talk to the port of supervisors or anyone else. what you need to do is to pay your fair share. that is on the table. >> my last observation would be the nature of a five-year rate within the power market, which is very volatile. there was an objection that was raised because the rates are expected to go up over the past 15 years and our rates would be at 80% of pg&e. that makes me a little uncomfortable that we are providing a deeper and deeper discount from what the market indicates is the value of our and not just in -- is the value of power and not just he frequently. >> we are going to revisit this annually. pg&e has averaged two rate
changes every few years. staff here, just like we did for water and waste water rates, we revisited the requirements. what you have seen here is an assumption for 2011 and for the last 12-18 months. if you want us to come back -- >> the question goes beyond that because if you came back every month, we would have roughly the same answer. there's nothing in here that talks about the market. there is nothing in here that talks about market value. this is cost-driven. if the market changes, you will come up with the same answer. i note this as a point of discomfort. i don't have a suggestion.
>> we were interested in having our rates below are, the energy mix be greener, and i also thought was useful to save the stability and pricing for people which is a safe thing. one of our intentions is not to change this too often. that does not mean that you get out of sync with the market. we were intentionally trying not to make these changes on a frequent basis.
quarks if there are no more questions -- >> if there are no more questions -- >> how this transmission come into this? >> about 45% will be generation. this is transmission and distribution. >> we have to pay them now. >> we have acted in what our costs are under the agreement and the projections through 2015
as included in the cost of service. >> thank you. sorry to keep you waiting. >> i sit as chair of the rate fairness board and i see some new faces on the commission since i have been here last. welcome, if you have any questions. i will try not to go over too much has gone through 04. there are a few items in discussion. i will not dwell too much on the staff proposal of the rates. we will talk to the power process and our recommendation and our opinions. the rate fairness aboard was established in november of 2002. we are an advisory board to this commission. this also sets forth rate policy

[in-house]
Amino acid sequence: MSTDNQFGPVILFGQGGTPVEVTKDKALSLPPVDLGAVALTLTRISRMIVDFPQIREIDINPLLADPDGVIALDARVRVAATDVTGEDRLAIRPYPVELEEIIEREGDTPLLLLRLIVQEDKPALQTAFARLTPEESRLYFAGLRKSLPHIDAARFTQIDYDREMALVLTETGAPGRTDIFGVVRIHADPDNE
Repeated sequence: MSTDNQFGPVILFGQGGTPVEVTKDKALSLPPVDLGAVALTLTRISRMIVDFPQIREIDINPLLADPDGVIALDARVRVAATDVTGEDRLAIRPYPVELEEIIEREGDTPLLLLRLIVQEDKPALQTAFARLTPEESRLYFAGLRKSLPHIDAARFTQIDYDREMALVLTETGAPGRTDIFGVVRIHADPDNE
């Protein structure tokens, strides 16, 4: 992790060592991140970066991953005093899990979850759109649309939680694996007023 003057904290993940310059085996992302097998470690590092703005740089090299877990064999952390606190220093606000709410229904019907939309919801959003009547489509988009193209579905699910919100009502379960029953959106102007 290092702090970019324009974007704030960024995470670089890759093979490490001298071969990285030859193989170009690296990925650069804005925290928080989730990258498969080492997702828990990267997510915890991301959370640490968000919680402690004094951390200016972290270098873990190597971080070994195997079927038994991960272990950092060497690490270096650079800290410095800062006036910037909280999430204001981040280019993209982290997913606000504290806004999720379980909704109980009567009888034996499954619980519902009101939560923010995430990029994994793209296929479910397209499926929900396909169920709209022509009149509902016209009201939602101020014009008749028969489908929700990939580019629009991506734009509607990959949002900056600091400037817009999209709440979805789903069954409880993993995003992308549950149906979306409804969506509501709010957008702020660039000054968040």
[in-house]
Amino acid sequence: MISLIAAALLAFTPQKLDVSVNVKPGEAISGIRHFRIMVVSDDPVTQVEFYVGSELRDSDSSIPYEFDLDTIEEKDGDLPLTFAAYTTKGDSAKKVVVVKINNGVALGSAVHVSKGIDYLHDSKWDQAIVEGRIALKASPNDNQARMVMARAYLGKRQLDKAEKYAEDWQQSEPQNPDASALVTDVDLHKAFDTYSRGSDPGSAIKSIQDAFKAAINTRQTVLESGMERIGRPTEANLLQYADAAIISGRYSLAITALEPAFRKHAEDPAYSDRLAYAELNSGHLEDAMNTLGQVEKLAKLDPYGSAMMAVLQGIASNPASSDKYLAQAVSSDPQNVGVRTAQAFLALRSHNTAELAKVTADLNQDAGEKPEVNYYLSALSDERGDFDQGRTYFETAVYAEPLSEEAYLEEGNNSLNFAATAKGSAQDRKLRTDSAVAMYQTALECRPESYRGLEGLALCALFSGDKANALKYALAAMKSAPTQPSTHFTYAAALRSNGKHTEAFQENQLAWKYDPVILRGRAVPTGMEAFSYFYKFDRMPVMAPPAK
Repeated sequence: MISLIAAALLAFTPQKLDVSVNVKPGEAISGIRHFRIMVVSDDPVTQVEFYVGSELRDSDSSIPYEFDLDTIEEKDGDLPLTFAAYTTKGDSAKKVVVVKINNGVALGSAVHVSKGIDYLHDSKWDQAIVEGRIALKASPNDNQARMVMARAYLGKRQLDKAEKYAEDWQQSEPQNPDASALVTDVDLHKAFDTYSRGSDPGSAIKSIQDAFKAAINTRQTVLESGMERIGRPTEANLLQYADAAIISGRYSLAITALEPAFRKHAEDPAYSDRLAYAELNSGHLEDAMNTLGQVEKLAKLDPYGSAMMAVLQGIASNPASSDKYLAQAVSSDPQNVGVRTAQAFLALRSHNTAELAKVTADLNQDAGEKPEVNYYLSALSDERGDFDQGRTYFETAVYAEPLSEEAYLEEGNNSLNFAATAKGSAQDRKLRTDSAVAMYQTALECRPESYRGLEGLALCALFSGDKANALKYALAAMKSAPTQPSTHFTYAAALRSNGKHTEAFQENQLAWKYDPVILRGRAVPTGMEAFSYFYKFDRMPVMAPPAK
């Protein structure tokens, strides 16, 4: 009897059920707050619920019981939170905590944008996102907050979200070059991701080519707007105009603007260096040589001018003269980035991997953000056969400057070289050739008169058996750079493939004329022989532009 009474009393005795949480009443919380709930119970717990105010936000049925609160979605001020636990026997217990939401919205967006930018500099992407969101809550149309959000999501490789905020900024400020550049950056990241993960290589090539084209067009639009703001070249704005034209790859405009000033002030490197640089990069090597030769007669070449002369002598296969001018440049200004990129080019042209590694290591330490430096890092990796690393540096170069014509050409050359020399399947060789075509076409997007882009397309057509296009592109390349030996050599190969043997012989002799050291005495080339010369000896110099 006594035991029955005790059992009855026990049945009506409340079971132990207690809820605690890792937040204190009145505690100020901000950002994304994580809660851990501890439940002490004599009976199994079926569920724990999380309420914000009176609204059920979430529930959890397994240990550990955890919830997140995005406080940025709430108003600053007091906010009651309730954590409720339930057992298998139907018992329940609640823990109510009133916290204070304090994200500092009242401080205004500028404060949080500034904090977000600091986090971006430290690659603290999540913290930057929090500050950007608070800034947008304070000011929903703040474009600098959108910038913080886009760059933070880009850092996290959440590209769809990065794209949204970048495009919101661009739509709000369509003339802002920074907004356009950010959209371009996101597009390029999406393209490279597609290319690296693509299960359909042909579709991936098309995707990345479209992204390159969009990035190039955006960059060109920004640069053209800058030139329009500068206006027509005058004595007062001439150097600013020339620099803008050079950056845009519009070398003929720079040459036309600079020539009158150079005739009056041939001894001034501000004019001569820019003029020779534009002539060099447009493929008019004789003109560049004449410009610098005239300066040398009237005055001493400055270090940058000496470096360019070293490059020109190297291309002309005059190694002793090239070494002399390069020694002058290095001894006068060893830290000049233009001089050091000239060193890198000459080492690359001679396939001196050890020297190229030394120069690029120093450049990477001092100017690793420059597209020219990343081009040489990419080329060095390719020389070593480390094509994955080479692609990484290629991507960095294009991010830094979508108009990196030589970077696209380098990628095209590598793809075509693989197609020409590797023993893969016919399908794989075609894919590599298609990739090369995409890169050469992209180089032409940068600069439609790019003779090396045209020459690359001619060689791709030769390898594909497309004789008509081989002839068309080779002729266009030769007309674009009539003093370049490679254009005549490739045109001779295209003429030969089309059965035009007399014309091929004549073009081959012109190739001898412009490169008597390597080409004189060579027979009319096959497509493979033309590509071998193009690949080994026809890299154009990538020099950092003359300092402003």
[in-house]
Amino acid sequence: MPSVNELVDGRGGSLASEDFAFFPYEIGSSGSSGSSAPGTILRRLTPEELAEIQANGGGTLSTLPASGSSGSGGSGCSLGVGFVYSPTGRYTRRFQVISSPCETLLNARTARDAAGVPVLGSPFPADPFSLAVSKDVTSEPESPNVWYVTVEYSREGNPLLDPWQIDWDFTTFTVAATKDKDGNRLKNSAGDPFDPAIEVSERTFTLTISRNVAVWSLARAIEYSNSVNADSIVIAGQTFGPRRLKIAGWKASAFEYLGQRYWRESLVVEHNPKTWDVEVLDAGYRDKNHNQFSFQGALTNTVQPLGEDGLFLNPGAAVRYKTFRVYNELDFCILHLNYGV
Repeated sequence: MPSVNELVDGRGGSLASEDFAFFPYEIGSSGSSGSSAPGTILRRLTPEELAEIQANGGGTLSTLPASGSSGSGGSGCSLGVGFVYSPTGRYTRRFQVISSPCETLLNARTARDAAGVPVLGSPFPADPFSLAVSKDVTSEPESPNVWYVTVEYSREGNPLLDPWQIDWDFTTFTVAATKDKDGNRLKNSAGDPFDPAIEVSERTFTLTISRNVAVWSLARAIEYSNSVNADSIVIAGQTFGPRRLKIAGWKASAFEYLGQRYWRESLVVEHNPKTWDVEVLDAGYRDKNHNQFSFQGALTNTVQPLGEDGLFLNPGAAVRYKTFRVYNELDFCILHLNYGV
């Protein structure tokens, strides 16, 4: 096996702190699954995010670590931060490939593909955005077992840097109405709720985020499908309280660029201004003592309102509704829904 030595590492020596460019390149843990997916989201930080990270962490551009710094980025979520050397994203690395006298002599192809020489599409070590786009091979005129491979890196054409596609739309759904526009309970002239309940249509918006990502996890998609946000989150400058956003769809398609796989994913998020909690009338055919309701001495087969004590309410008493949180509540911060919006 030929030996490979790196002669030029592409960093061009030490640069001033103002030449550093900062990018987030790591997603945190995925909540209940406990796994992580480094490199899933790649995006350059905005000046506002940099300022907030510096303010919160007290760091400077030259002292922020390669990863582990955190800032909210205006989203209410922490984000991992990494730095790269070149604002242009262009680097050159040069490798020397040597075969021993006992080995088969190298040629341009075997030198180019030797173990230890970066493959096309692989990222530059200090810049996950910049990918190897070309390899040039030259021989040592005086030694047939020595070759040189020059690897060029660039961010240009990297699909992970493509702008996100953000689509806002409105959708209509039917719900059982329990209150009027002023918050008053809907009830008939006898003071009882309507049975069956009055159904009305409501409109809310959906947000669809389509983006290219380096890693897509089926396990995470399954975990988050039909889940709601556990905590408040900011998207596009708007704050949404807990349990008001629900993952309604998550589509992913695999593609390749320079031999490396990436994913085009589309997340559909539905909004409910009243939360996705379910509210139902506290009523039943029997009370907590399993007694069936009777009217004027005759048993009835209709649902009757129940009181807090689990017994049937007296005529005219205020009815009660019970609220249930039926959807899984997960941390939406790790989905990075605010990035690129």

goals, cost of service, etc.. we can hold public hearings, which we do, and we make rate policy recommendations. this is our fifth go round before you. we finally got to talk to about -- rates and this is our first presentation regarding the electric retail rates. who are we, we are a seven- member board. there are four civilians which represent residential and commercial customers and we also have three very able members of the staff who are on our board. we have had about six or 8 meetings and they have been very engaged and may ask the right questions and they are eager to see the new retail program for the redevelopment areas.
i don't think any of them are in the oddest of they have been great. what are the fair rates? people have a different opinion about what is fair and not fair. a lot of different factors that went through our considerations, some of them are from the charter and some are things we bring to the table. you can see that some might be in conflict. we have a certain amount of revenue that we have to get and sometimes that means raising rates. there are many factors to be considered better on this chart. we have added green generation, something we don't have to deal with but we are -- by the green
element. the next slide, i did not know the commissioner would be asking this question, but this gives us a brief introduction about how we look at the revenue requirement. if you take the total cost of service of the power enterprise and used to track that by what we get -- and you subtract that by what we get, the revenue set by the budget process and market sales, that leaves a balance to be connected and the general fund. including the sales to the other entities at pg&e, there is a huge subsidy to the general fund. as was mentioned, this is the elephant in the room. that allows the general fund department to be much lower than the pg&e rates. up until about two years ago,
this was at -- this has been one success of the commission. there is some precedent for that. i will not go too much into the staff proposal but we want to talk about the seasonal tears. what are the higher tiers. there was more kilowatt hours in the first tier dent in the second. we might heat the air with my gas-fired furnace, there is a gas-fired -- the moves the air around the home. this provides more energy at a lower cost than at the time when
people are using more power. that is a good thing. with respect to commercial, this just reviews was in the staff proposal and a slightly higher winter rate which would not reflect the market consideration to the price of natural gas tends to rise. the electric power rates are slightly higher. what are the fairness criteria, how does this meet our criteria in general? there is a customer charge, there is revenue regardless of the size of the load.